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Future Blues.

The Black Keys Dan Auerbach indulges his love of killer fuzz and timeless song structures to create the soul-swinging and super-infectious new LP Brothers.
InTERvIEW by cHARlES SAUflEy PHoToGRAPHy by JoHn PEETS
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FEATURE

Dan Auerbach (right) wields his ancient three-pickup Supro (note the six on/off switches) while he and drummer Patrick Carney lay down tracks for the new Black Keys LP Brothers. ,

escribing his approach to producing Neil Young and Crazy Horse, the legendary David Briggs once declared The more you think, the more you stink! Its a priceless observation that might as well be painted on the door of every rehearsal space or studio where rock and roll is made. And its a beautiful reminder that, while theres plenty of room for the cerebral in great music, rock is fundamentally a thing better felt than pondered. Since they began brewing their funky, wicked stew of blues, garage punk, and soul in Akron, Ohio, in 2001, the Black Keysguitarist Dan Auerbach and drummer Patrick Carneyhave been steadfast in their commitment to feel, instinct, and the magic of a killer tune. They also work tirelessly. Through 2008, they toured behind six LP releasesincluding gigs opening for Radiohead, Beck, and Pearl Jamand crisscrossed America and Europe on their own.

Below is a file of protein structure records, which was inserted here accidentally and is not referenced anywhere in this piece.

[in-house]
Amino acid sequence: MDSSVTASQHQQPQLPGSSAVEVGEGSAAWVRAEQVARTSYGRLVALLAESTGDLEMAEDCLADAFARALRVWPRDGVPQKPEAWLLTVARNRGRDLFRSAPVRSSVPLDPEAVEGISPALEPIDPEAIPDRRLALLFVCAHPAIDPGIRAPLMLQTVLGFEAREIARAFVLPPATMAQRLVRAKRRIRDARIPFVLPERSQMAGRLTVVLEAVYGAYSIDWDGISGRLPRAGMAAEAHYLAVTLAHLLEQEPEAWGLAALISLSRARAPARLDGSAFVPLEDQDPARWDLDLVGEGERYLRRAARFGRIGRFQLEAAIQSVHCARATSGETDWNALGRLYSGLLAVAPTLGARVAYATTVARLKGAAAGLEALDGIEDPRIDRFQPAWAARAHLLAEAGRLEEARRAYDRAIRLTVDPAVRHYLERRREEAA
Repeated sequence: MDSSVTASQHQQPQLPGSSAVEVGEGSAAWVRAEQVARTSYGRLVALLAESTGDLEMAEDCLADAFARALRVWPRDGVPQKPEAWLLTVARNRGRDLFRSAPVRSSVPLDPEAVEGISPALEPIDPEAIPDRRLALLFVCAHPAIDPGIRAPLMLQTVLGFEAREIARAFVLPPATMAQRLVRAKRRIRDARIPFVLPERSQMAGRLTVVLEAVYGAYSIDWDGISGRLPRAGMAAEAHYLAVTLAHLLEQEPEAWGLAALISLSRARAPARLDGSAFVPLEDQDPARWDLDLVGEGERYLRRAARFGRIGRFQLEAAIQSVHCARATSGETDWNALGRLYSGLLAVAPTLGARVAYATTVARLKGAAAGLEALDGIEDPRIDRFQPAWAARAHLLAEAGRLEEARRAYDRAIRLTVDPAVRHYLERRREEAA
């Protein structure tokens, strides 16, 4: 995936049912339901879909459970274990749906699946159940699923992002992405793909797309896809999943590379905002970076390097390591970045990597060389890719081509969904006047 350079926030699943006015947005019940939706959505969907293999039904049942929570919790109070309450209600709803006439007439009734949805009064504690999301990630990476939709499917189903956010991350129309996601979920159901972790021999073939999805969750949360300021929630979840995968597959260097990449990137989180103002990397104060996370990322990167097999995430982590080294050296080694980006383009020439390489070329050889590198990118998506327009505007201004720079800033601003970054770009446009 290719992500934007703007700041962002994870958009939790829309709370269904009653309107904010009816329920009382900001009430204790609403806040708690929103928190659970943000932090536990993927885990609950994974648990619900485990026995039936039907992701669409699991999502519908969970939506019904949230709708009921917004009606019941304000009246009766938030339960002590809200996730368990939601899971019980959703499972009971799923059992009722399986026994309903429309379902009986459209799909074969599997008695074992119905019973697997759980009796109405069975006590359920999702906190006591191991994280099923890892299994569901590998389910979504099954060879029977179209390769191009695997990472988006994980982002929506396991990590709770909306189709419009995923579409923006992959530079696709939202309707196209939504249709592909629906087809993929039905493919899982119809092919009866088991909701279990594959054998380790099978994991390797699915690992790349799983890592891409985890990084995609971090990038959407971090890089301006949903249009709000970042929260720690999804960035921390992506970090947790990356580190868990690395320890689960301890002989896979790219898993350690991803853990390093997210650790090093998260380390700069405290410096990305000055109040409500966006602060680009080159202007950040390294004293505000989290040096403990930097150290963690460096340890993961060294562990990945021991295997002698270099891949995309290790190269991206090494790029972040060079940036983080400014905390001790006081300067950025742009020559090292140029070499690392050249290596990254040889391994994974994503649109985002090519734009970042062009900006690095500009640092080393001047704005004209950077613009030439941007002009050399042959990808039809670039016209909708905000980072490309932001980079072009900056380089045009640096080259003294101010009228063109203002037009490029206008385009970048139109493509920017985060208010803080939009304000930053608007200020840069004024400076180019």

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The last two years have been more prolific still, even by the Keys own lofty standards. Auerbach released an impressive solo slab of swampy, gorgeous rock and soul balladry called Keep It Hid and built a studio in his Akron home, where he continues to produce up-and-coming bands like Radio Moscow and the Buffalo Killers. He and Carney also decamped for two weeks to New York to help produce and serve as a backing band on Blakroc, a deeply funky collaboration between the Keys, producer Damon Dash, and hip-hop heavies such as Mos Def, RZA, Q-Tip, and Raekwon that may be the most realized, organic, and promising synthesis of rock and hip-hop ever attempted. This past May also saw the release of Brothers, the Keys seventh and most colorful and varied release. Reflecting the experiences of Keep It Hid and Blakroc, it features less of the savage garage riffery that defined their last half-dozen